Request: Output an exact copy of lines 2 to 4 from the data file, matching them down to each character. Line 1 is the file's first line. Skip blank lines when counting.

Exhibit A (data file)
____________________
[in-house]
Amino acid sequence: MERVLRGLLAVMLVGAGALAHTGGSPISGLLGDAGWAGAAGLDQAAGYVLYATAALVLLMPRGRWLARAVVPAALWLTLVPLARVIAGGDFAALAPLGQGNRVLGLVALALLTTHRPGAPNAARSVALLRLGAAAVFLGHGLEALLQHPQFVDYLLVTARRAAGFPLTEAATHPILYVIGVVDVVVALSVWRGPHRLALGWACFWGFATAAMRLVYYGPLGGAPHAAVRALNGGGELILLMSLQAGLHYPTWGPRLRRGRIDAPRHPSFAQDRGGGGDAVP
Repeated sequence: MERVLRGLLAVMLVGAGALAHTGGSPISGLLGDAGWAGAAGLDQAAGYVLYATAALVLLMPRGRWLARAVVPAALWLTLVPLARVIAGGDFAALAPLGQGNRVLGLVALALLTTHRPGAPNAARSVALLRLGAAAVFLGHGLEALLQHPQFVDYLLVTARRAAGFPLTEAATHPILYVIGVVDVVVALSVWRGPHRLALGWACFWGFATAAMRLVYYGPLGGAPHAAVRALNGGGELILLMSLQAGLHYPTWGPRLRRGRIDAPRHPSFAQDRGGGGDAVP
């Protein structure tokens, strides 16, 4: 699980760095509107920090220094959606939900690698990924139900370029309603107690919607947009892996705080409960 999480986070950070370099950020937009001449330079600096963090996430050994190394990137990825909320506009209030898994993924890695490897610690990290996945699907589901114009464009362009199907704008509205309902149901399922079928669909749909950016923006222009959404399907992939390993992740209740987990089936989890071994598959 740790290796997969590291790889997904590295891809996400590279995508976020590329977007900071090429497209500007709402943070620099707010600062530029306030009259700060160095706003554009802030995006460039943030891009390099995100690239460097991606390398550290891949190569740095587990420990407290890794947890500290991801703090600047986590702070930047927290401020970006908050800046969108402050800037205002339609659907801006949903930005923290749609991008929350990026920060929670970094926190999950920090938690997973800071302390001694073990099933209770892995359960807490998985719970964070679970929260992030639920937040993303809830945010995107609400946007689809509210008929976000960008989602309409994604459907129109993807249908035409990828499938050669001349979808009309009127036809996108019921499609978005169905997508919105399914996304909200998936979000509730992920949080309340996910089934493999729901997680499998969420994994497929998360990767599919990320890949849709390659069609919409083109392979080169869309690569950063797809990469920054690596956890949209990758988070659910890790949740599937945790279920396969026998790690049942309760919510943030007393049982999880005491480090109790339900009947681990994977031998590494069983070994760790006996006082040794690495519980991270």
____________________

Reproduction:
Amino acid sequence: MERVLRGLLAVMLVGAGALAHTGGSPISGLLGDAGWAGAAGLDQAAGYVLYATAALVLLMPRGRWLARAVVPAALWLTLVPLARVIAGGDFAALAPLGQGNRVLGLVALALLTTHRPGAPNAARSVALLRLGAAAVFLGHGLEALLQHPQFVDYLLVTARRAAGFPLTEAATHPILYVIGVVDVVVALSVWRGPHRLALGWACFWGFATAAMRLVYYGPLGGAPHAAVRALNGGGELILLMSLQAGLHYPTWGPRLRRGRIDAPRHPSFAQDRGGGGDAVP
Repeated sequence: MERVLRGLLAVMLVGAGALAHTGGSPISGLLGDAGWAGAAGLDQAAGYVLYATAALVLLMPRGRWLARAVVPAALWLTLVPLARVIAGGDFAALAPLGQGNRVLGLVALALLTTHRPGAPNAARSVALLRLGAAAVFLGHGLEALLQHPQFVDYLLVTARRAAGFPLTEAATHPILYVIGVVDVVVALSVWRGPHRLALGWACFWGFATAAMRLVYYGPLGGAPHAAVRALNGGGELILLMSLQAGLHYPTWGPRLRRGRIDAPRHPSFAQDRGGGGDAVP
């Protein structure tokens, strides 16, 4: 699980760095509107920090220094959606939900690698990924139900370029309603107690919607947009892996705080409960 999480986070950070370099950020937009001449330079600096963090996430050994190394990137990825909320506009209030898994993924890695490897610690990290996945699907589901114009464009362009199907704008509205309902149901399922079928669909749909950016923006222009959404399907992939390993992740209740987990089936989890071994598959 740790290796997969590291790889997904590295891809996400590279995508976020590329977007900071090429497209500007709402943070620099707010600062530029306030009259700060160095706003554009802030995006460039943030891009390099995100690239460097991606390398550290891949190569740095587990420990407290890794947890500290991801703090600047986590702070930047927290401020970006908050800046969108402050800037205002339609659907801006949903930005923290749609991008929350990026920060929670970094926190999950920090938690997973800071302390001694073990099933209770892995359960807490998985719970964070679970929260992030639920937040993303809830945010995107609400946007689809509210008929976000960008989602309409994604459907129109993807249908035409990828499938050669001349979808009309009127036809996108019921499609978005169905997508919105399914996304909200998936979000509730992920949080309340996910089934493999729901997680499998969420994994497929998360990767599919990320890949849709390659069609919409083109392979080169869309690569950063797809990469920054690596956890949209990758988070659910890790949740599937945790279920396969026998790690049942309760919510943030007393049982999880005491480090109790339900009947681990994977031998590494069983070994760790006996006082040794690495519980991270």